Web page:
New rules for insurance pricing?
After the California state legislature failed during the recently concluded 2023 session to pass changes to state insurance guidelines aimed at keeping insurance companies in the state, Ricardo Lara, the state’s insurance commissioner, vowed to review them and to issue new guidance by late 2024 or early 2025.
Since the passage of Proposition 103 by California voters in 1988, insurance companies have had to seek approval from the state Department of Insurance for rate increases and can only use historical data — not current circumstances or future projections such as climate change studies — on which to base their rates.
Lara told insurers he may consider relaxing the provisions of Prop. 103 in exchange for their full participation in the California market. That includes the potential to include the cost of reinsurance — buying insurance from insurance companies for themselves — in proposed rate increases for homeowners.
He also said homeowners can get a discount by taking measures to improve their home’s fire safety.
Carmen Balber, executive director of Consumer Watchdog, a Los Angeles-based consumer advocacy nonprofit founded by the author of Prop. 103 Harvey Rosenfield, said Lara’s previous decisions to help the state’s homeowners insurance market have already failed in Florida. About 17 percent of property owners in that hurricane-hit state have lost insurance coverage, which she says is a much higher rate than in the Golden State.
Balber said insurers want to use “opaque” climate change models to help set rates.
“There needs to be a lot more transparency,” she said. “We need any rate increases passed on to consumers to be transparent, reasonable and understandable.”
From an industry perspective, insurance rates for California property owners have been “artificially low” for decades due to Prop. 103, according to Janet Ruiz, a California-based spokeswoman for the Insurance Information Institute. The New York-based industry advocacy group includes more than 50 insurers.
“The average cost of homeowners insurance in California is in the bottom half of all states nationally,” Ruiz said. As of 2020, according to the most recent data available, the average annual cost was $1,400 in California, $1,700 nationally — and $6,000 in Florida.
But, she noted, many Golden State homeowners have received increases over the past three years.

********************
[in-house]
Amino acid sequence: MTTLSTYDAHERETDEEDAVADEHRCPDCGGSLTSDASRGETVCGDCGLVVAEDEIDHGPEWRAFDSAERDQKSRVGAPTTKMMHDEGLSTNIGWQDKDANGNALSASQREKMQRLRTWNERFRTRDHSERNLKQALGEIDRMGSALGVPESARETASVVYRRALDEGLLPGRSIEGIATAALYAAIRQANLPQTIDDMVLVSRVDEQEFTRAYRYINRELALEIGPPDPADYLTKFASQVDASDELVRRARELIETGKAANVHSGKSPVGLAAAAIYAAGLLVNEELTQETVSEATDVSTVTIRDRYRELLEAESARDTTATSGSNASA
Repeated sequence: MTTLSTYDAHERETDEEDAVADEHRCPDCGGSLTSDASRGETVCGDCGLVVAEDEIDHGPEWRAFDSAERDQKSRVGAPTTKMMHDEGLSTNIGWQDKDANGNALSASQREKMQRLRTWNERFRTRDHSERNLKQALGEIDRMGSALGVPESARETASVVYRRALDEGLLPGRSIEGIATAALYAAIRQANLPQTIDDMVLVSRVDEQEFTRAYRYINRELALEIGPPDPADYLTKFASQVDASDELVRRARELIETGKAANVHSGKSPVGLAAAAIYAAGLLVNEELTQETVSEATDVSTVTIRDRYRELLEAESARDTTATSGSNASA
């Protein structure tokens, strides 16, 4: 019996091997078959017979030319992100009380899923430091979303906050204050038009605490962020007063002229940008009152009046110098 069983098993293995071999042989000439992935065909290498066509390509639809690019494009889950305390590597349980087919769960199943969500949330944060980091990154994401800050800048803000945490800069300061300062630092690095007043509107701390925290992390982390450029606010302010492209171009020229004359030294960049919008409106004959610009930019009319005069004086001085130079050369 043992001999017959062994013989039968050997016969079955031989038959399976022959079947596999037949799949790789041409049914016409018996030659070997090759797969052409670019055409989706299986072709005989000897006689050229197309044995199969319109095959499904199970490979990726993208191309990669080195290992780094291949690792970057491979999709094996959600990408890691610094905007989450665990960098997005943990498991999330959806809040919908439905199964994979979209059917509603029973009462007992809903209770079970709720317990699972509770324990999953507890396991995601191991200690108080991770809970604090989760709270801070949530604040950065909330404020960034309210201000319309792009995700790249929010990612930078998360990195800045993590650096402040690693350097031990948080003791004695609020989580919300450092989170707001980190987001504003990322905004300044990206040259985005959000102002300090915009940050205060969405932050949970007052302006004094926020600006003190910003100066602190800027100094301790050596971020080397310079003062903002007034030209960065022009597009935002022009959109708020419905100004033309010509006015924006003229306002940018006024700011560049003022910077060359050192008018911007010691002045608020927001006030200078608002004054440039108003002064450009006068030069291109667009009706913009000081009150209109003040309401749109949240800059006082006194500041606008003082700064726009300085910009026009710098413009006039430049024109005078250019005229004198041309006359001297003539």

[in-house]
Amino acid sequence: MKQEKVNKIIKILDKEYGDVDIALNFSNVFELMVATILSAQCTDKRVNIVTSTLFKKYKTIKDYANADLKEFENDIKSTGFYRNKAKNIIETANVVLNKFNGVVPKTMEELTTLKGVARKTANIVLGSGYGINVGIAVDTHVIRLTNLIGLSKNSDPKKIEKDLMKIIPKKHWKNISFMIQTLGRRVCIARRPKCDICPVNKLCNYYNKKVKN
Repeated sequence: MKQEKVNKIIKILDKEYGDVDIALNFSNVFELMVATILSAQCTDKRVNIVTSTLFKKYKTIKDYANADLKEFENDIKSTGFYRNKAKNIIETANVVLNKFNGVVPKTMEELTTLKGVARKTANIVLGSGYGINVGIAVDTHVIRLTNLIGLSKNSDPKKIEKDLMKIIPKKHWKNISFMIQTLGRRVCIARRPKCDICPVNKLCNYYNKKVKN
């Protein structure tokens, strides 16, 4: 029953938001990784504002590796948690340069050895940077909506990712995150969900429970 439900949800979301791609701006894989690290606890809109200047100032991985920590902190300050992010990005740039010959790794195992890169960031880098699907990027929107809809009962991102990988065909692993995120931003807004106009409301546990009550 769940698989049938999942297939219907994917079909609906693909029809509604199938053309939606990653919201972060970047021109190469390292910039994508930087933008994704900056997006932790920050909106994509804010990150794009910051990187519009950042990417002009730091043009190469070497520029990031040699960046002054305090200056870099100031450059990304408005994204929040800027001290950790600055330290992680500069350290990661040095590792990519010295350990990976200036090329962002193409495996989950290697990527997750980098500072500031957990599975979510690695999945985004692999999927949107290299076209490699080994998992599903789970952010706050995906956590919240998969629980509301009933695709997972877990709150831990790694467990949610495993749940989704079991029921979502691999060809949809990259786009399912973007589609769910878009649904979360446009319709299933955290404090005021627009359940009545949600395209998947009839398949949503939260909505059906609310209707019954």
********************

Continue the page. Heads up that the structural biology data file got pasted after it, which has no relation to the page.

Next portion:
Ruiz said insurers’ costs are affected by both wildfires and inflation when it comes to covering recovery costs.
While some smaller companies have fled the state because of rising costs, Ruiz said most prefer to stay because California is the world’s fourth-largest insurance market.
She is an enthusiastic supporter of state, industry and individual homeowner efforts to “harden” properties against fire, promoting such programs as the insurance industry’s Wildfire Preparedness website and the Ready for Wildfire website operated by the California Department of Forestry farm and fire protection – better known as Cal Fire.
Feldman, a broker with Conejo Pacific Insurance Services in Westlake Village, is a booster of California’s Fair Access to Insurance Claims Plan — known as FAIR — which is “insurance of last resort” for home and business owners who can’t get policies from traditional insurance companies. The state plan, which is funded entirely by insurance premiums, can be expensive and only covers certain fire and other losses.
Consumer Watchdog’s Balber said the plan currently has about 275,000 members.
Feldman said he fears state insurance officials will try to “depopulate” the FAIR plan as part of insurance reform.
“I think that would be a big mistake,” Feldman said.
He proposes a partnership between the FAIR plan and insurance companies as a way to strengthen both. As an example, Feldman used a hypothetical 3,500-square-foot house damaged by a wildfire that would cost about $4 million to restore.
“The FAIR plan may be responsible for the first $3 million, with insurance companies picking up excess coverage,” he said. “I think the FAIR plan is needed and should be expanded.”